Toys. Kids love them. But as a parent, how do you determine which ones offer some sustenance and which are useless, moneymaking gadgets designed for visual appeal? Recently at a local toy store, my husband and I became dismayed when we looked down into the shopping cart. For our two-year-old, we were purchasing board books, Play-Doh, and magnetic letters and numbers with the intention of enhancing his language and creative skills. But for our nine-year-old, there was a pack of Yu-Gi-Oh cards and an electronic football game. Where along the line did our focus switch from educational toys to amusements for our oldest son? Perhaps when he began to select his own purchases. In any case, how can parents return a child’s interest to toys that provide some educational benefit, and how are such toys found?
It is difficult to compete with the newest trends in meaningless thingamabobs, as children are bombarded with advertisements and commercials every day. But several organizations help parents determine the best toys for their children. For example, the Parents’ Choice Foundation gives awards to toys that “help kids grow imaginatively, physically, morally and mentally.” The Oppenheim Toy Portfolio evaluates products according to their educational and play value, safety, and age appropriateness. The National Association for Gifted Children publishes a holiday toy list each year that profiles toys with educational value. Dr. Toy features the toy recommendations of Stevanne Auerbach, author of Dr. Toy’s Smart Play: How to Raise a Child with a High PQ (Play Quotient) (St. Martin’s Griffin, 1998).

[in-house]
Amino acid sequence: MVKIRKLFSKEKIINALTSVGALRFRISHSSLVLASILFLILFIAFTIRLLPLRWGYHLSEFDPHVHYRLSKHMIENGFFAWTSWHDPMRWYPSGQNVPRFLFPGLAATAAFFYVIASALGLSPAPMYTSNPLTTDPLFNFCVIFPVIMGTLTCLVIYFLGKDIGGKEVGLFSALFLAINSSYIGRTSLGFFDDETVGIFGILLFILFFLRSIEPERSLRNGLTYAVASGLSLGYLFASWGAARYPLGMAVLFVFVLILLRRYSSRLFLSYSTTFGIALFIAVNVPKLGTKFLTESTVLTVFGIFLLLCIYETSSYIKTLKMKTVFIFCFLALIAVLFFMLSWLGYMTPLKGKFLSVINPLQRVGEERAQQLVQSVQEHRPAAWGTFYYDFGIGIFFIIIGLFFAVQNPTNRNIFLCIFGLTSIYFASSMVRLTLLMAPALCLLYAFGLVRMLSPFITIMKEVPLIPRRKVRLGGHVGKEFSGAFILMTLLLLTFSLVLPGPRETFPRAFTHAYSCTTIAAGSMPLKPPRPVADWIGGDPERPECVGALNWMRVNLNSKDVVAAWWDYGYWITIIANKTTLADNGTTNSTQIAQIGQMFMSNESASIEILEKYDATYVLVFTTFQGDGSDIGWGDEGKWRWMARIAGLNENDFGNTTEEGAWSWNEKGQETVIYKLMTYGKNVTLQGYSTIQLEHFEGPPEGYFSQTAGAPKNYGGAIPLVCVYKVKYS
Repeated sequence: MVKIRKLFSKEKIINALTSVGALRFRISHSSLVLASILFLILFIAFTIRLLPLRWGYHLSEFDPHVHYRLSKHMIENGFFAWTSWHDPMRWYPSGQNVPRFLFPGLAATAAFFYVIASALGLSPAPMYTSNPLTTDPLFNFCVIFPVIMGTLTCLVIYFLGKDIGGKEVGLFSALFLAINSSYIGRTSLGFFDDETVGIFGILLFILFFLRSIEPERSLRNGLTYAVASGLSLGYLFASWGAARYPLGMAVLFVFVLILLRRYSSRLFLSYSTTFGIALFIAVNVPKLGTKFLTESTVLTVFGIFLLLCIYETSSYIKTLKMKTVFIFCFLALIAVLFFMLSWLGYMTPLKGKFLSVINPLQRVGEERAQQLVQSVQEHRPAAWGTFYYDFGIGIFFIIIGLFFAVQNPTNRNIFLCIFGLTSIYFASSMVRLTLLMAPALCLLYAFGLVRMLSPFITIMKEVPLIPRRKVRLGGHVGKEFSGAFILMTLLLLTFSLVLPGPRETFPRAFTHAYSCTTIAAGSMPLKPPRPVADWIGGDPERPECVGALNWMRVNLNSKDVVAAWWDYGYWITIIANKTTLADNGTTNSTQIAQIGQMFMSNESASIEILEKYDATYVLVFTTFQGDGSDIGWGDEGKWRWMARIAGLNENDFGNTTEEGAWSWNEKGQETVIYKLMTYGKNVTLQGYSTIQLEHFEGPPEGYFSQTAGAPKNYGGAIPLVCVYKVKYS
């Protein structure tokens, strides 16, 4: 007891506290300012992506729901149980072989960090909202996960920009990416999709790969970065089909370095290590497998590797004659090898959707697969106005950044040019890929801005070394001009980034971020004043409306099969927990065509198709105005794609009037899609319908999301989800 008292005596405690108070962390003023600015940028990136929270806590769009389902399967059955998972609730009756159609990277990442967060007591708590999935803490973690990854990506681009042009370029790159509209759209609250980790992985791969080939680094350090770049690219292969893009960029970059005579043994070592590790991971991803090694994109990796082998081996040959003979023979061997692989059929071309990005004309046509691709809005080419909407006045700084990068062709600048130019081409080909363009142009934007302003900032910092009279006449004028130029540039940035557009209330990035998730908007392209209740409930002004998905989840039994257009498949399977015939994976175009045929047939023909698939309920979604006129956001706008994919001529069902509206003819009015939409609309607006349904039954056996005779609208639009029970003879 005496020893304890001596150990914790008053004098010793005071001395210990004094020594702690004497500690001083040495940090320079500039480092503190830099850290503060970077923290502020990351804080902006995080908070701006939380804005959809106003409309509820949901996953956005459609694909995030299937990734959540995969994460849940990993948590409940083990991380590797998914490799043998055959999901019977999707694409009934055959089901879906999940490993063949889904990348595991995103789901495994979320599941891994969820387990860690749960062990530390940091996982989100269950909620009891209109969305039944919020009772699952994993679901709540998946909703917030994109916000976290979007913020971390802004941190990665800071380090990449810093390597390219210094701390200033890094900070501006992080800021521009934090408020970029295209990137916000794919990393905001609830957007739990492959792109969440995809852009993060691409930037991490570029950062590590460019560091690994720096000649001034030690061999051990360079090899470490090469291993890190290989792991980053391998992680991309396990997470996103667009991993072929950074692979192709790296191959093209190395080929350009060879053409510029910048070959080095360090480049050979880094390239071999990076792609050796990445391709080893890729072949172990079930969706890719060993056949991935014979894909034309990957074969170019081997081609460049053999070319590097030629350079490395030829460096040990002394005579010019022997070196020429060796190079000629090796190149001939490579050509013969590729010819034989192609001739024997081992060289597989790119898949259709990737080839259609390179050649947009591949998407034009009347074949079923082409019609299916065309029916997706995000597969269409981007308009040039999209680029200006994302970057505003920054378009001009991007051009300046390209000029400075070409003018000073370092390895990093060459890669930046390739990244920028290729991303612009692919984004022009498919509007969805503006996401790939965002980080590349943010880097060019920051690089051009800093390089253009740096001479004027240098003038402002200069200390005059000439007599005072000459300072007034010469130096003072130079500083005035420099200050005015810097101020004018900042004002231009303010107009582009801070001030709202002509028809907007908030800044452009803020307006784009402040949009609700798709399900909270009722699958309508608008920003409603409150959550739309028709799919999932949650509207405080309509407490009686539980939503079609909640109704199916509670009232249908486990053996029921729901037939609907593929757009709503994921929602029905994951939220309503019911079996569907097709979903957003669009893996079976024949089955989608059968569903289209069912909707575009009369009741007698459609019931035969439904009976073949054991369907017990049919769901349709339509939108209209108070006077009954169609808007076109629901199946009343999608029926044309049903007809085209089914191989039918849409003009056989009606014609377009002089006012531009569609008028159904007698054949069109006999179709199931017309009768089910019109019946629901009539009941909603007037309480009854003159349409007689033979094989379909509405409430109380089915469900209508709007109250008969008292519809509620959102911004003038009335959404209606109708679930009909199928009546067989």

So, don’t be dismayed this holiday season about the scarcity of toys that provide high-quality intellectual stimulation. These organizations provide some sound recommendations. In addition, if there are some great educational toys that have been a hit with your child, please share with other DGL readers. Good luck!
—Kristen R. Stephens, PhD